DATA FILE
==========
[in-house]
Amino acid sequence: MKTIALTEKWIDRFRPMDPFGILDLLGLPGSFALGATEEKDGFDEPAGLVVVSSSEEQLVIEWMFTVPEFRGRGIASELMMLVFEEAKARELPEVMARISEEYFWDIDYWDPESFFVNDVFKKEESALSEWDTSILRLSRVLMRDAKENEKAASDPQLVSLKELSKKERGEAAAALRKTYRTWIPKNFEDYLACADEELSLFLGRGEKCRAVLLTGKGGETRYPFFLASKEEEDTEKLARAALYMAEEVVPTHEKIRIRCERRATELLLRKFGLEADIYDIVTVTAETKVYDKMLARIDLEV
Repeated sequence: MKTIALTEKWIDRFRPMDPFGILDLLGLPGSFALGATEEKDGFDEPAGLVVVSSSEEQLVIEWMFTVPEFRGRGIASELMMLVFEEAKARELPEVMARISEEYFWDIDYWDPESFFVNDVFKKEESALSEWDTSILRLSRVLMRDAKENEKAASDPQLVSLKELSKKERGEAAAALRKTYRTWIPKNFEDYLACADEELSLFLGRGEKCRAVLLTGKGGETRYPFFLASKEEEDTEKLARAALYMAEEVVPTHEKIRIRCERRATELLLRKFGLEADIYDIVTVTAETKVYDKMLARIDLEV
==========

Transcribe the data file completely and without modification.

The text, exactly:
[in-house]
Amino acid sequence: MKTIALTEKWIDRFRPMDPFGILDLLGLPGSFALGATEEKDGFDEPAGLVVVSSSEEQLVIEWMFTVPEFRGRGIASELMMLVFEEAKARELPEVMARISEEYFWDIDYWDPESFFVNDVFKKEESALSEWDTSILRLSRVLMRDAKENEKAASDPQLVSLKELSKKERGEAAAALRKTYRTWIPKNFEDYLACADEELSLFLGRGEKCRAVLLTGKGGETRYPFFLASKEEEDTEKLARAALYMAEEVVPTHEKIRIRCERRATELLLRKFGLEADIYDIVTVTAETKVYDKMLARIDLEV
Repeated sequence: MKTIALTEKWIDRFRPMDPFGILDLLGLPGSFALGATEEKDGFDEPAGLVVVSSSEEQLVIEWMFTVPEFRGRGIASELMMLVFEEAKARELPEVMARISEEYFWDIDYWDPESFFVNDVFKKEESALSEWDTSILRLSRVLMRDAKENEKAASDPQLVSLKELSKKERGEAAAALRKTYRTWIPKNFEDYLACADEELSLFLGRGEKCRAVLLTGKGGETRYPFFLASKEEEDTEKLARAALYMAEEVVPTHEKIRIRCERRATELLLRKFGLEADIYDIVTVTAETKVYDKMLARIDLEV